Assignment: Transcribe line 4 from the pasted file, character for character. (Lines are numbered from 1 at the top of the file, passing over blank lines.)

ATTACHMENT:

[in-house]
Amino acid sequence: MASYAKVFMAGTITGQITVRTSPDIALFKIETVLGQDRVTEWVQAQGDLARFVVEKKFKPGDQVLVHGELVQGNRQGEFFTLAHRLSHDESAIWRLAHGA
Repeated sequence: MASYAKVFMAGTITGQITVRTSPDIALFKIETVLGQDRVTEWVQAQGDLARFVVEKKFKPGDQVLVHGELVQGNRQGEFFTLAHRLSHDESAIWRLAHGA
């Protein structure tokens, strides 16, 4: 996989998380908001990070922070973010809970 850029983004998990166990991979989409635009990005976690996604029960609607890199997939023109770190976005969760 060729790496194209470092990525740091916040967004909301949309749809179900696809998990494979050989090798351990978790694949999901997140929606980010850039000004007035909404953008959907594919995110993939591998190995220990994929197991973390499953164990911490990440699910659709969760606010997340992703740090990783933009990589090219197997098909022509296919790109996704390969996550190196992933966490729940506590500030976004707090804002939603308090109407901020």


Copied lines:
């Protein structure tokens, strides 16, 4: 996989998380908001990070922070973010809970 850029983004998990166990991979989409635009990005976690996604029960609607890199997939023109770190976005969760 060729790496194209470092990525740091916040967004909301949309749809179900696809998990494979050989090798351990978790694949999901997140929606980010850039000004007035909404953008959907594919995110993939591998190995220990994929197991973390499953164990911490990440699910659709969760606010997340992703740090990783933009990589090219197997098909022509296919790109996704390969996550190196992933966490729940506590500030976004707090804002939603308090109407901020």